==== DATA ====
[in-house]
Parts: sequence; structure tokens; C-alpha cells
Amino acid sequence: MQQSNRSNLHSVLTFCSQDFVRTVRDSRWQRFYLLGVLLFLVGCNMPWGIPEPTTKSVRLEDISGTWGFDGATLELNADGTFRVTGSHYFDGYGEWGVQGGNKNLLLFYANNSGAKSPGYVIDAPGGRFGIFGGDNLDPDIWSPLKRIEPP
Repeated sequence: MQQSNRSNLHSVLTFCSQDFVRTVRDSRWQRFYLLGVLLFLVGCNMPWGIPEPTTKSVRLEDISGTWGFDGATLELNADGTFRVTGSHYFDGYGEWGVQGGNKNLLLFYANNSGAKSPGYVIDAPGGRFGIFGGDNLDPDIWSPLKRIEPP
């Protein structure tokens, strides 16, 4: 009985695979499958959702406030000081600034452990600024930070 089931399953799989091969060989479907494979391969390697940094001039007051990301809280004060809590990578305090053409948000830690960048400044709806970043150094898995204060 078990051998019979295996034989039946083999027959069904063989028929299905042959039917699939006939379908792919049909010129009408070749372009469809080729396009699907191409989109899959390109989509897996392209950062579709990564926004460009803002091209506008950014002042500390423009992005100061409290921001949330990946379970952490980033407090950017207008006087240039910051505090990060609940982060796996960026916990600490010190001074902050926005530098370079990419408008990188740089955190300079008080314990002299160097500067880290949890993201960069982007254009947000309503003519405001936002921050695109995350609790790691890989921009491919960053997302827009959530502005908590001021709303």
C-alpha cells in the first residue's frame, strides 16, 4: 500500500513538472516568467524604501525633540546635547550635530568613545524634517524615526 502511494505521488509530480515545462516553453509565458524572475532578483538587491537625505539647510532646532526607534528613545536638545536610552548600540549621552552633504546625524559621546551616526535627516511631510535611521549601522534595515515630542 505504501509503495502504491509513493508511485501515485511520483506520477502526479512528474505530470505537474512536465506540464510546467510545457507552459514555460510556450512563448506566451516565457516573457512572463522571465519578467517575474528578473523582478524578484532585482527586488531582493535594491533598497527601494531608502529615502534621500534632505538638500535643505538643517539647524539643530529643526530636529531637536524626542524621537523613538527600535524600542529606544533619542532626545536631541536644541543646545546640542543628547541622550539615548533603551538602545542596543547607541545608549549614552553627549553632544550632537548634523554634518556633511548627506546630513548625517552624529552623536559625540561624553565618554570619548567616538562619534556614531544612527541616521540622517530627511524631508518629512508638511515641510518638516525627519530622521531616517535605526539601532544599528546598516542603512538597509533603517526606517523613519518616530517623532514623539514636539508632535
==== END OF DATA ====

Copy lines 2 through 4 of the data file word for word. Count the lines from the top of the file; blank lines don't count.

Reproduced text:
Parts: sequence; structure tokens; C-alpha cells
Amino acid sequence: MQQSNRSNLHSVLTFCSQDFVRTVRDSRWQRFYLLGVLLFLVGCNMPWGIPEPTTKSVRLEDISGTWGFDGATLELNADGTFRVTGSHYFDGYGEWGVQGGNKNLLLFYANNSGAKSPGYVIDAPGGRFGIFGGDNLDPDIWSPLKRIEPP
Repeated sequence: MQQSNRSNLHSVLTFCSQDFVRTVRDSRWQRFYLLGVLLFLVGCNMPWGIPEPTTKSVRLEDISGTWGFDGATLELNADGTFRVTGSHYFDGYGEWGVQGGNKNLLLFYANNSGAKSPGYVIDAPGGRFGIFGGDNLDPDIWSPLKRIEPP